How to Identify Asbestos

Even today, decades after most uses of asbestos in the U.S. were suspended, we’re still warned to “watch out” for the toxic material. But chances are few of us really know what to watch out for or how to identify asbestos or asbestos materials in our home or at other locations we frequent.

But identifying asbestos materials is indeed ultra-important, especially if one is undertaking a DIY project or other chore that might put them face-to-face with hazardous products.

Identify Asbestos tilesHandling asbestos improperly can literally mean the difference between life and death. While that might sound dramatic, it’s true. Experts say that even a minuscule amount of exposure to asbestos can lead to the development of diseases like mesothelioma.

So, how do you keep yourself and others safe and how do you recognize toxic asbestos materials?

Visual Identification

Experts point out that most asbestos products are visually obvious, not only because many are labeled as such but also because there were never any “look-alike” products that resembled asbestos.

Hence, if you know what the fiber looks like, chances are you can identify it. Of course, that means doing a little research before you begin any demolition or renovation projects.

There are a number of helpful online guides that can assist you in identifying commonly-used products – particularly building products – that once contained asbestos.

Many of these guides include not only names of asbestos-containing products and their manufacturers but also photographs that can be used for comparison purposes.

Lists of Common Asbestos-containing Products

If you know there’s a possibility you could encounter asbestos products (i.e. you’re working on a house built in 1940) it’s wise to do some reading as to what kinds of products once included asbestos.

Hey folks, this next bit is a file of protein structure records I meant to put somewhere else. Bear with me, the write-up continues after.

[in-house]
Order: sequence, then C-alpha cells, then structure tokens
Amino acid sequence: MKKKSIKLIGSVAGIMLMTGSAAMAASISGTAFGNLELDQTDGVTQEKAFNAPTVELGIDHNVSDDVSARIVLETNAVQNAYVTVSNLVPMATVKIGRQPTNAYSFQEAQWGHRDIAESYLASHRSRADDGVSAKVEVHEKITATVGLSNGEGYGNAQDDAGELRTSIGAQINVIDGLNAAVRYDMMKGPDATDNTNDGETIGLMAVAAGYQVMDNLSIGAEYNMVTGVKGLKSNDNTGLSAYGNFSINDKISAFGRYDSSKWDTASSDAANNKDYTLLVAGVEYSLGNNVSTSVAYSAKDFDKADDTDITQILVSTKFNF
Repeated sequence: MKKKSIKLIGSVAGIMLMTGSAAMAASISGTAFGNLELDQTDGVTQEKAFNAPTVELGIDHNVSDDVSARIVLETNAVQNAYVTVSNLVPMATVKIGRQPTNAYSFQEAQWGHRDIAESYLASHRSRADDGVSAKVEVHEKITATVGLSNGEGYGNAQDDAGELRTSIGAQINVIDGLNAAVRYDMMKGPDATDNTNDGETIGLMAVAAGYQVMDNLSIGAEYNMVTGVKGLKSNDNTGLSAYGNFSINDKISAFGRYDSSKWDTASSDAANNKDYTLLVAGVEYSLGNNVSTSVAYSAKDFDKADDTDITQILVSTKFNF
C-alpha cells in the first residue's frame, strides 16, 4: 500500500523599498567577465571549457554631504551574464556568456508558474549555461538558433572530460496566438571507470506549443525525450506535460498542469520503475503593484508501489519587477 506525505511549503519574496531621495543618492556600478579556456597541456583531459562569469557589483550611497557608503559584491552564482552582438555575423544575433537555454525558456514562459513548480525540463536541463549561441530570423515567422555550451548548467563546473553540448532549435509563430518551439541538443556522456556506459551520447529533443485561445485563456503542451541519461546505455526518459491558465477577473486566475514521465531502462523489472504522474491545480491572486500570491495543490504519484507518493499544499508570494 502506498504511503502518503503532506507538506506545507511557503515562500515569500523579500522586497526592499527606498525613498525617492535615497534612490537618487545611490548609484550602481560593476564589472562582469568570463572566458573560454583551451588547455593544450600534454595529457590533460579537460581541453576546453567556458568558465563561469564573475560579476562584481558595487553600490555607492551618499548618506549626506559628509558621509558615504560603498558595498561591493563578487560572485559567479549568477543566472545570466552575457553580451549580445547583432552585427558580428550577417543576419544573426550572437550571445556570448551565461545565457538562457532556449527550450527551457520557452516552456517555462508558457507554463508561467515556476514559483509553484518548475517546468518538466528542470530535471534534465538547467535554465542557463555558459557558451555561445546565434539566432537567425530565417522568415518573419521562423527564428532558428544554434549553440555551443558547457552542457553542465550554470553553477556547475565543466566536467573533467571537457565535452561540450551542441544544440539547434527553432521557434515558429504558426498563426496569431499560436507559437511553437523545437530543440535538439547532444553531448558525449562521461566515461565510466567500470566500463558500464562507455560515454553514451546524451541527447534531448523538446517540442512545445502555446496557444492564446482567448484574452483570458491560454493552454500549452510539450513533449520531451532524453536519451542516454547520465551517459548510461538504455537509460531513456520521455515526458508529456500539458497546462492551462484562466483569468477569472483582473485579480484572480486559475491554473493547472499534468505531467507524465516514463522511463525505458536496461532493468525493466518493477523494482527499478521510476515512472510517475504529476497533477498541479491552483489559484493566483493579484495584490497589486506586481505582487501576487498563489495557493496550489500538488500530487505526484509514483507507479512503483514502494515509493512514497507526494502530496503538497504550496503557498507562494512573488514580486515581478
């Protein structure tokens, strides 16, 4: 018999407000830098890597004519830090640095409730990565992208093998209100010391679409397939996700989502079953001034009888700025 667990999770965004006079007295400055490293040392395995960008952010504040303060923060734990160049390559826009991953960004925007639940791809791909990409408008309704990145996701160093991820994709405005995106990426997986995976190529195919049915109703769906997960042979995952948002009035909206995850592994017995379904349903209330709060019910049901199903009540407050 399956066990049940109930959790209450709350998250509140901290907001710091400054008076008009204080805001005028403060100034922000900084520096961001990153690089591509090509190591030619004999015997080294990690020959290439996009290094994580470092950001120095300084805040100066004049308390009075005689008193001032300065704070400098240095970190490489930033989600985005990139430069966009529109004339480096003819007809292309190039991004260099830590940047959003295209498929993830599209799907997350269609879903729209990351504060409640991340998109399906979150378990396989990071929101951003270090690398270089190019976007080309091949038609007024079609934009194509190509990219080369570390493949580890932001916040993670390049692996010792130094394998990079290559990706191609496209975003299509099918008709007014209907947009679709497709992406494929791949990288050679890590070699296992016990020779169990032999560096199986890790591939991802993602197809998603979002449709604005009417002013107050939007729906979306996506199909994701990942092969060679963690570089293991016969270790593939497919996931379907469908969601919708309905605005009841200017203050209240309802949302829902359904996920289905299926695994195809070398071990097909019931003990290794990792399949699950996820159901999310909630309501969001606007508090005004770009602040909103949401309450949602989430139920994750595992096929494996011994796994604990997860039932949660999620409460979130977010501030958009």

This way, as you approach these items you’ll stop and take a close look before simply tearing out these materials with little regard for your health or that of others.

Some products that should be of concern include:

  • Floor tiles
  • Ceiling tiles
  • Shingles
  • Siding
  • Textured paint
  • Drywall tape
  • Glues and mastics
  • Sealers
  • Insulation
  • Cement

Also read about what manufacturers most often included asbestos in their products and during what years those products contained the hazardous mineral.

What to Do if you See Asbestos

Identify AsbestosIf you believe you have indeed identified asbestos materials in your home or elsewhere on the job, it’s time to address the handling of these materials. A good rule of thumb is to simply STOP any work in the vicinity and call a licensed asbestos inspector.

Yes, you’ll need to spend some money to hire an inspector, but it will be dollars well spent to protect your health and the health of others.

Remember, not all asbestos materials are dangerous. If the materials are in good condition, haven’t been damaged, and aren’t crumbling due to age, they may be able to be left “as is” and simply monitored in the future.

Some asbestos materials can be encapsulated so that they do not cause a problem but will not need to be removed. This process is generally less expensive than abatement and is often a good option.

However, you may encounter old “friable” asbestos that needs to be removed and doing so MUST be done by someone with abatement experience. Again, it can be an expensive proposition but removing asbestos on your own is never a wise idea